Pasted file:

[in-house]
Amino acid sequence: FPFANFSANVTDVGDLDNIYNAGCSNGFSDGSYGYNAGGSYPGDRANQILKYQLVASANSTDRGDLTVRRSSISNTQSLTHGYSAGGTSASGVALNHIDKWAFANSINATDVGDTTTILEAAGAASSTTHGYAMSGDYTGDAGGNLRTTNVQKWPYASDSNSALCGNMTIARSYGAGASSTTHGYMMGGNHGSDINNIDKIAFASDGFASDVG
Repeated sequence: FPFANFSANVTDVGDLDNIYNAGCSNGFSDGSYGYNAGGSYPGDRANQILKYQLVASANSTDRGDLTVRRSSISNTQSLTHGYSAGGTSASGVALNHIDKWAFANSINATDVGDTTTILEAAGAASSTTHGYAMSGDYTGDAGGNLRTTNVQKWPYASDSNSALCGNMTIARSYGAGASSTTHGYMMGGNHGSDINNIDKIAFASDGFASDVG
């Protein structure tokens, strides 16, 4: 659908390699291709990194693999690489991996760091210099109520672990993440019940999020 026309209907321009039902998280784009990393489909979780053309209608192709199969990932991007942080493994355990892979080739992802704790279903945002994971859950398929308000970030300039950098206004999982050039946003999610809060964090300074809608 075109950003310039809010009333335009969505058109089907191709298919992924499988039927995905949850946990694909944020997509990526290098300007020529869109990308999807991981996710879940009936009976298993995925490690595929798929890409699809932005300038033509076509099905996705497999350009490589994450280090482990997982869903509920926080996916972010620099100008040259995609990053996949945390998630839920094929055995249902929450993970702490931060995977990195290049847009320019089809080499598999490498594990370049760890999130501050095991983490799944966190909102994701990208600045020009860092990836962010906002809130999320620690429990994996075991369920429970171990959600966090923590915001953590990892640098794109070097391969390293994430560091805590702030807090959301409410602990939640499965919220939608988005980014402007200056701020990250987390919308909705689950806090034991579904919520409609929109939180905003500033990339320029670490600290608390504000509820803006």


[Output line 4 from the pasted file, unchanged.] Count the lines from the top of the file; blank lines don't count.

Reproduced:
């Protein structure tokens, strides 16, 4: 659908390699291709990194693999690489991996760091210099109520672990993440019940999020 026309209907321009039902998280784009990393489909979780053309209608192709199969990932991007942080493994355990892979080739992802704790279903945002994971859950398929308000970030300039950098206004999982050039946003999610809060964090300074809608 075109950003310039809010009333335009969505058109089907191709298919992924499988039927995905949850946990694909944020997509990526290098300007020529869109990308999807991981996710879940009936009976298993995925490690595929798929890409699809932005300038033509076509099905996705497999350009490589994450280090482990997982869903509920926080996916972010620099100008040259995609990053996949945390998630839920094929055995249902929450993970702490931060995977990195290049847009320019089809080499598999490498594990370049760890999130501050095991983490799944966190909102994701990208600045020009860092990836962010906002809130999320620690429990994996075991369920429970171990959600966090923590915001953590990892640098794109070097391969390293994430560091805590702030807090959301409410602990939640499965919220939608988005980014402007200056701020990250987390919308909705689950806090034991579904919520409609929109939180905003500033990339320029670490600290608390504000509820803006």